Despite a burgeoning literature about relational standards (i.e., individuals' ideals for what relationships should be like), little is known about the standards by which people judge communication in families. The 3 studies described in this article address several aspects of this gap in our understanding. First, through analytical induction of participants' descriptions of family communication standards, 15 different communication standards emerged. Two factor analyses based on these standards suggested that 10 distinct underlying dimensions describe participants' family communication standards. Second, individuals' endorsements of the various standards were compared with reports of their family's communication behaviors in order to determine whether the standards themselves (i.e., distressful ideals) or discrepancies between the standards and perceptions of behaviors (i.e., unmet ideals) were associated with individuals' satisfaction with their family. The findings suggested that both distressful ideals and unmet ideals are associated with family satisfaction. Third, certain family communication standards moderated the connection between perceptions of family behaviors and individuals' family satisfaction. The results were consistent with the notion that family communication standards are related to, but distinct from, general family communication schemata.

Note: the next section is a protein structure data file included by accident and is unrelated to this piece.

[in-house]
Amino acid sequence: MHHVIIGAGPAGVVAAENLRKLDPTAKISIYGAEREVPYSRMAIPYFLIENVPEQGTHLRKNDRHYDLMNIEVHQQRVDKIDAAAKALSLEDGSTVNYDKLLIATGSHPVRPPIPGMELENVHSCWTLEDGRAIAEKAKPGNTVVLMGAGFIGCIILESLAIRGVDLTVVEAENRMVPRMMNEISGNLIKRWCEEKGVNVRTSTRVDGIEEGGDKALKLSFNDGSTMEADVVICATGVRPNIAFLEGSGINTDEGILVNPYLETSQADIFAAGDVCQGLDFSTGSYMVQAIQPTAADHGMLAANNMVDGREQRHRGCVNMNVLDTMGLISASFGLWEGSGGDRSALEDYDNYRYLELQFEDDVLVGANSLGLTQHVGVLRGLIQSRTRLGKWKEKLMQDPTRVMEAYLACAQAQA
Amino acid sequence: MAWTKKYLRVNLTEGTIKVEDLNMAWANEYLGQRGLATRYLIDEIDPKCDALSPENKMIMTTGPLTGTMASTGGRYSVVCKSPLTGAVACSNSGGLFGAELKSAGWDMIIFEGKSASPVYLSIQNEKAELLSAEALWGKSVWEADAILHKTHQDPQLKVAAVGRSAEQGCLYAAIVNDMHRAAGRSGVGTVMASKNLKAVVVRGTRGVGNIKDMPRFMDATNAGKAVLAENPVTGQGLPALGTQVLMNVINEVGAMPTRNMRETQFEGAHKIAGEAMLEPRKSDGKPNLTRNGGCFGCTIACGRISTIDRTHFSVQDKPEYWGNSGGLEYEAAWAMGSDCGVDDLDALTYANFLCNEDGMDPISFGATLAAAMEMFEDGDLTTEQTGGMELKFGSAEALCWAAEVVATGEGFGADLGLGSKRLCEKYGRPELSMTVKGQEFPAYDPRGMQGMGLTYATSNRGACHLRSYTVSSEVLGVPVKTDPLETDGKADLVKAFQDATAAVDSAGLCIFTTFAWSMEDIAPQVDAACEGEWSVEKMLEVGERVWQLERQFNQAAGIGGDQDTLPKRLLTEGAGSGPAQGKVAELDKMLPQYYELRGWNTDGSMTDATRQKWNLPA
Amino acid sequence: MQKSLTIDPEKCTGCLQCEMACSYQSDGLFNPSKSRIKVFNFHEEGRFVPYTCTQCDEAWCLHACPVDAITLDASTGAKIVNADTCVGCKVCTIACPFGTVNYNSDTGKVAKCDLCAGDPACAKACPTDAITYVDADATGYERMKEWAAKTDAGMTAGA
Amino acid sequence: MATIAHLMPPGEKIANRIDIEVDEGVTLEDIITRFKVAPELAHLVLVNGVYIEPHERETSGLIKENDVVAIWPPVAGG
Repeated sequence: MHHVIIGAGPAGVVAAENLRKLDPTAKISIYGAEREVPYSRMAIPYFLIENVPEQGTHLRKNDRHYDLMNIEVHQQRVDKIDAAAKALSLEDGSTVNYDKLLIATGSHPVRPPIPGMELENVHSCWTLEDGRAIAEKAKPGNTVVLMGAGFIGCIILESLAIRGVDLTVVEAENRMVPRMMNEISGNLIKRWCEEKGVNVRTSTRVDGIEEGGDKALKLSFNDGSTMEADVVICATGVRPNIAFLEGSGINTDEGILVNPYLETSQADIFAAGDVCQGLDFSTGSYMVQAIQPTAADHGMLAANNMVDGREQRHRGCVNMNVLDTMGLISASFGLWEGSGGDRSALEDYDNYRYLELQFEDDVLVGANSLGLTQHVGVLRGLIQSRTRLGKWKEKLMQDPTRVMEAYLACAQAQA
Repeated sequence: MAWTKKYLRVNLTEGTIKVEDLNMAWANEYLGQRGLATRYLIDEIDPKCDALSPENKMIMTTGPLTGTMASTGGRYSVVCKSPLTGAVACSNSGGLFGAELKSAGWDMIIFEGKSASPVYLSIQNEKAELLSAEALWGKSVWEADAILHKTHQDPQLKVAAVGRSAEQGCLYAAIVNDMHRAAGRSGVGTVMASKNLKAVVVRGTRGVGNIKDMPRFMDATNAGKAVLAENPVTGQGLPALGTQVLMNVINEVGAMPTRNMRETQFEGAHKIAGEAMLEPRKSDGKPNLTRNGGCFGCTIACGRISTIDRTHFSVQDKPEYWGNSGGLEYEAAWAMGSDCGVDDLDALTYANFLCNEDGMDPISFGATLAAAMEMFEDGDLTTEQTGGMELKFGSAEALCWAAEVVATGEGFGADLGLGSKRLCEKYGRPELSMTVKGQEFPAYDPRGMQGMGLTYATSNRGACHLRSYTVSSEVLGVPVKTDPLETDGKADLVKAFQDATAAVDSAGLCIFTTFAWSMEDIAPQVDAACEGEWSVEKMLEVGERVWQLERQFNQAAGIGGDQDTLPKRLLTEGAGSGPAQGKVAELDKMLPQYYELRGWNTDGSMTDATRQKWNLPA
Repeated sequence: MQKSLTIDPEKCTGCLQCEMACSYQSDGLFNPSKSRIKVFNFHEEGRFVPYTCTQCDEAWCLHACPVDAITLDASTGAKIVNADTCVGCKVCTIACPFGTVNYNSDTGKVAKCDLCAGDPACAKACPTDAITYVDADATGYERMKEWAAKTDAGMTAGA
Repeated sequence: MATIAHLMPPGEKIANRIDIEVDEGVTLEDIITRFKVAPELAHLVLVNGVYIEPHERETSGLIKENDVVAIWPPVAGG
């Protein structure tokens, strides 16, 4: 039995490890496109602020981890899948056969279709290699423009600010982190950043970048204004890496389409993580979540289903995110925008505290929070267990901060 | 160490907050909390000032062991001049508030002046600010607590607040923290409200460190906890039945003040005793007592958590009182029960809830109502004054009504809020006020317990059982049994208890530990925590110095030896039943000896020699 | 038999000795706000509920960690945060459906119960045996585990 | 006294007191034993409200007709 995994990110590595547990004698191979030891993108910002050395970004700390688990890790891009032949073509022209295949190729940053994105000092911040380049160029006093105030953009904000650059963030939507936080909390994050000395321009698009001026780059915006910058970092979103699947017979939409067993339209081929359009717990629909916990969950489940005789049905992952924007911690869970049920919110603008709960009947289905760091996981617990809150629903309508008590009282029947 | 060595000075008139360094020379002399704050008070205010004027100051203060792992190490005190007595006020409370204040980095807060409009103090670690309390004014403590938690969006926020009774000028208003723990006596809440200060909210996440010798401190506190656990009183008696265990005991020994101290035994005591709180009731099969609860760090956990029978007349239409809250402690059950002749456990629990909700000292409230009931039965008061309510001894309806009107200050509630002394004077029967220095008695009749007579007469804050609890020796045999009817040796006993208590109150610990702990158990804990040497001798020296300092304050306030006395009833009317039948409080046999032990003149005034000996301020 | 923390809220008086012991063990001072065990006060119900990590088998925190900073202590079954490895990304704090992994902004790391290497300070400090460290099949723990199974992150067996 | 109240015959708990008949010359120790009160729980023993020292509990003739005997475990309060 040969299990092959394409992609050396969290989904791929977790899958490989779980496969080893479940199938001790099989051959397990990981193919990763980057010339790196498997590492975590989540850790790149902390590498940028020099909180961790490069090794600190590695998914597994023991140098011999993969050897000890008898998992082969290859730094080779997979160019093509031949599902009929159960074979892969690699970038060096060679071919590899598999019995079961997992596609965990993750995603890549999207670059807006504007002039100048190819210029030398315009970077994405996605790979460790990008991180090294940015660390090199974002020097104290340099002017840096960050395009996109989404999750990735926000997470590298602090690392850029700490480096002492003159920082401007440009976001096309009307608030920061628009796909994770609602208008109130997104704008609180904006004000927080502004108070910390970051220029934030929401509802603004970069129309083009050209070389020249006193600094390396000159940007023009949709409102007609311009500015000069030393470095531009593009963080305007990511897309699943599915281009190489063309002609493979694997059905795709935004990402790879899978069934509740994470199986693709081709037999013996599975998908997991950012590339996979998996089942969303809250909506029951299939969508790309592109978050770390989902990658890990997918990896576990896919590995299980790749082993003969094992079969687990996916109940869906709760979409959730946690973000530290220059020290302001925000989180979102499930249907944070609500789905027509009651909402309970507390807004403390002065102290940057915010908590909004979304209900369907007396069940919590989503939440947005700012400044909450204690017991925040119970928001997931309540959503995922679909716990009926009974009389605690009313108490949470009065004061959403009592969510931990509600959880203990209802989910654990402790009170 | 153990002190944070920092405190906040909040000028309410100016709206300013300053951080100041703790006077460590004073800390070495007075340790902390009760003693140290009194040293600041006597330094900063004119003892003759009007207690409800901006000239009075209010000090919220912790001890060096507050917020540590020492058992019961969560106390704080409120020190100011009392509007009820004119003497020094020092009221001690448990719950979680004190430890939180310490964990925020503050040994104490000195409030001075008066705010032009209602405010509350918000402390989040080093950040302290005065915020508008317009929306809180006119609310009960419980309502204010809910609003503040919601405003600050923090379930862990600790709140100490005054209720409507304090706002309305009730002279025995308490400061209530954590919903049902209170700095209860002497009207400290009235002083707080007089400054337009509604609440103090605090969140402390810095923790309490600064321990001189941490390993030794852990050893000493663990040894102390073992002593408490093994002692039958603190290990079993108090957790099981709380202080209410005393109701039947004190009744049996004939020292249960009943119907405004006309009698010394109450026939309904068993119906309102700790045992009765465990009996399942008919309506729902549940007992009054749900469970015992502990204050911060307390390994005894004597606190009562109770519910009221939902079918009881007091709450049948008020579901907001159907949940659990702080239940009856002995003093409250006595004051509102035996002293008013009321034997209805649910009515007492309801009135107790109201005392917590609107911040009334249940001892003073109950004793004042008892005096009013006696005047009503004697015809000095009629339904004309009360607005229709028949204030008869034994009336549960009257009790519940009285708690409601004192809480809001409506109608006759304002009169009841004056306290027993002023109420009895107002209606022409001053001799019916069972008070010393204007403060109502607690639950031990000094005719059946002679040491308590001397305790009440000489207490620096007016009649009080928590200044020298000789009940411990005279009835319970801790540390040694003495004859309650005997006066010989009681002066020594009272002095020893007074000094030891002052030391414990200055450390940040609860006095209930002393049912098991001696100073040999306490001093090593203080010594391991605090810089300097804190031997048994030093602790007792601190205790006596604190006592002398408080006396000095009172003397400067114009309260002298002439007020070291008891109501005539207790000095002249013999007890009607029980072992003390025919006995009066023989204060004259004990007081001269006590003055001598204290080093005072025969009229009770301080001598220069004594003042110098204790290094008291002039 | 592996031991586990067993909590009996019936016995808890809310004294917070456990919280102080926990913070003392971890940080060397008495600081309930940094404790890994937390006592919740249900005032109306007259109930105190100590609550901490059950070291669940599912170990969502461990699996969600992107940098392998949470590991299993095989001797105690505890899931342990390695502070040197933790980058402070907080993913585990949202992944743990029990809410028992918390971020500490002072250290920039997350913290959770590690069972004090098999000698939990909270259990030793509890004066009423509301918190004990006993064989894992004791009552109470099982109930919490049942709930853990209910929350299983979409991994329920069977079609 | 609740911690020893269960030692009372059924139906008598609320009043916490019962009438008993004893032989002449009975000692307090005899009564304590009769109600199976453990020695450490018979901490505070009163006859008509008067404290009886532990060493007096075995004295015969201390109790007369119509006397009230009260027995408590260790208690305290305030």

ASJC Scopus subject areas
- Developmental and Educational Psychology
- Linguistics and Language